Three FFA students from different areas in Texas took home the top honors for their speeches about watersheds at the Soil Stewardship Public Speaking Contest in July.
The topic of this year’s contest was “Watersheds-Our Water, Our Home,” and the contest took place at the 90th Texas FFA State Convention in Fort Worth July 9-13.
“The basic objectives of this year’s Soil Stewardship Public Speaking Contest were to engage students to demonstrate knowledge on how good watershed management contributes to the environmental and economic health of local communities as well as how soil and water conservation practices contribute to water quality and quantity,” said Volney Hough, president of the Association of Texas Soil and Water Conservation Districts, in a Texas State Soil and Water Conservation Board (TSSWCB) news release. The association sponsors the scholarship funds for the top winners of the contest.
Three winners were chosen from 20 participants who had to demonstrate a thorough knowledge of good watershed stewardship, including current conservation efforts, through research and consultation with local soil and water conservation districts.
The first place winner, Kylar Pepper of Klondike FFA, earned a $3,000 scholarship and spoke about population growth in the state and the effects to water.
“As our population increases, human demands for water will grow…decisions made now will have far reaching consequences for our state,” Pepper said during the contest.
The second place winner, Kameryn Mathis of Haskell FFA, earned a $2,000 scholarship and spoke on how community actions can affect water environments.
“Clean, healthy watersheds depend on an informed public to make the right decisions,” Mathis said during her speech.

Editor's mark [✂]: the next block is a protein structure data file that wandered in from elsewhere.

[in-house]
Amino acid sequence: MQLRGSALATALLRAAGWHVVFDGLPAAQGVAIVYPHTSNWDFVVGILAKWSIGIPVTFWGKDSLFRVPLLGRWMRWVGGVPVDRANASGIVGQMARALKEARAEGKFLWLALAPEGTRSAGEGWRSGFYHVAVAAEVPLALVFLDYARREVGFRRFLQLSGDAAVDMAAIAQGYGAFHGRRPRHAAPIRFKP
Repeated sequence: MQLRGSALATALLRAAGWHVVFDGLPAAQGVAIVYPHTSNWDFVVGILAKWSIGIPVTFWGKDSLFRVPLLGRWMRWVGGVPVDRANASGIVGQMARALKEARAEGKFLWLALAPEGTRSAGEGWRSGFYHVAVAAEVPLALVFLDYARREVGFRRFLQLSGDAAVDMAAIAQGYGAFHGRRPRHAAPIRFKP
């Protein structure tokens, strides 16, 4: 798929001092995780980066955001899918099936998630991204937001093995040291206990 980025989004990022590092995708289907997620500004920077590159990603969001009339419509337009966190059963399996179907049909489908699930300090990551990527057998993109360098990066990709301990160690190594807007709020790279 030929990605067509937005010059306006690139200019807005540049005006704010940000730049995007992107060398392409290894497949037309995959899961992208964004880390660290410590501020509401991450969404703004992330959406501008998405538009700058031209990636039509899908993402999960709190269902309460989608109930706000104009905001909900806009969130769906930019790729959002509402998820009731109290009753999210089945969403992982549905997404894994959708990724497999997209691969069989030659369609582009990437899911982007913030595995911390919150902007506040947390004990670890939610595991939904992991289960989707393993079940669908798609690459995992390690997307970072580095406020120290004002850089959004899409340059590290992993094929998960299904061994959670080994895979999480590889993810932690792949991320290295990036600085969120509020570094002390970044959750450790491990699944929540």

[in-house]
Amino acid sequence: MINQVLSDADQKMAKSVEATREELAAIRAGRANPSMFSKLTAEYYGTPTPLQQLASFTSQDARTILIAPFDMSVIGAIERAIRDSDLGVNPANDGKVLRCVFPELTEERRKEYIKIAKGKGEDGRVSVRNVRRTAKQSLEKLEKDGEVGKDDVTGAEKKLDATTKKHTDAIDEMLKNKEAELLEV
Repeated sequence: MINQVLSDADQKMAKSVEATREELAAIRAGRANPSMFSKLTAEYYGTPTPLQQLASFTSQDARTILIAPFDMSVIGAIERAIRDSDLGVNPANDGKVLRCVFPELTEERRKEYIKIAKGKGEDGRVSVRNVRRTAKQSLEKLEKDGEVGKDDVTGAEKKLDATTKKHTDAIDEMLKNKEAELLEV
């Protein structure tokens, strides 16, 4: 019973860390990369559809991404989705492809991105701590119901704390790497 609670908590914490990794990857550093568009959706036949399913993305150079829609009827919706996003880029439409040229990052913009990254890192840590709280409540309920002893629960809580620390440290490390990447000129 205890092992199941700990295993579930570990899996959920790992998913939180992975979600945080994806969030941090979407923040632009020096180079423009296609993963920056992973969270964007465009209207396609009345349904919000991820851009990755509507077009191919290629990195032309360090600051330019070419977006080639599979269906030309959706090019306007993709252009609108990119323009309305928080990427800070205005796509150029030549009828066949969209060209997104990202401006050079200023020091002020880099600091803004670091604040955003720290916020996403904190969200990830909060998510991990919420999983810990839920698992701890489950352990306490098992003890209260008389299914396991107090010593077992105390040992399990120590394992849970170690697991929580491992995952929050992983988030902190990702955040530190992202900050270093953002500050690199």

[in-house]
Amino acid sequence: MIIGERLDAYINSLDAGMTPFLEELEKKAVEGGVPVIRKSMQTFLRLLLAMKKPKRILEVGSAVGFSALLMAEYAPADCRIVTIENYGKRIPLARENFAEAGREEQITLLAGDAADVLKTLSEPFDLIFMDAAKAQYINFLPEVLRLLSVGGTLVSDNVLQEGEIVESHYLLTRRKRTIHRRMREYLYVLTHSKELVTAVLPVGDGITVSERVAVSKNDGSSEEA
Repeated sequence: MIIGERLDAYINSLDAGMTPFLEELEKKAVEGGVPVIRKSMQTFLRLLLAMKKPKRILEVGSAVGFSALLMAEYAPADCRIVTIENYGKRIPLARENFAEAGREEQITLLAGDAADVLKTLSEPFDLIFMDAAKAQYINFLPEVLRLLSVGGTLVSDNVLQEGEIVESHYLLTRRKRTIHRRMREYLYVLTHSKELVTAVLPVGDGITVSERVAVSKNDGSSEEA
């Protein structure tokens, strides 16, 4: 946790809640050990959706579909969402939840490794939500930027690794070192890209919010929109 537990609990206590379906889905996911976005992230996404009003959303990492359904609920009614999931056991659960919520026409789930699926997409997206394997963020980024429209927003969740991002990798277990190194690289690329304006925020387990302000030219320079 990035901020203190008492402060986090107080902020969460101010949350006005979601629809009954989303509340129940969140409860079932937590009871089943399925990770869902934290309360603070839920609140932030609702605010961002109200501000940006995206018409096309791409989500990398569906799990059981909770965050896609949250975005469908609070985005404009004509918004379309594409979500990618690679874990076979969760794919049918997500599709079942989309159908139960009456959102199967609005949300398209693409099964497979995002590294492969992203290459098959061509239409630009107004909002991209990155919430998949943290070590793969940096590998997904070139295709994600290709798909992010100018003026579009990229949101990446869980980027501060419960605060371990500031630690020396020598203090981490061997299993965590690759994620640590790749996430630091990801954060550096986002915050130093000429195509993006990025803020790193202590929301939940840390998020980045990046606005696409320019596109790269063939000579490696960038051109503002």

The third place winner, Caitlyn Muckensturm of Krum FFA, earned a $1,000 scholarship. She spoke about the major functions of the watershed and how they impact water quality.
“Water quality can become impaired from a variety of contaminants originating from homes, agriculture and wildlife, which in turn can be harmful to public health,” Muckensturm explained during her speech.
Hough said these students are ambassadors for the soil and water conservation district program and can serve as a bridge between agriculture and the public.
“Through this speech contest we try to support agricultural education by providing a means through which students can develop leadership skills and real-world awareness to accurately speak about renewable natural resources issues and how to address them,” said Jose Dodier Jr., TSSWCB chairman. “Furthermore, the program gives the student a better vision of the future of agriculture and how agriculture benefits the state and nation’s society as a whole.”
The contest is sponsored by TSSWCB and Association of Texas Soil and Water Conservation Districtsin cooperation with the Texas FFA Association.
The original story from TSSWCB can be found here.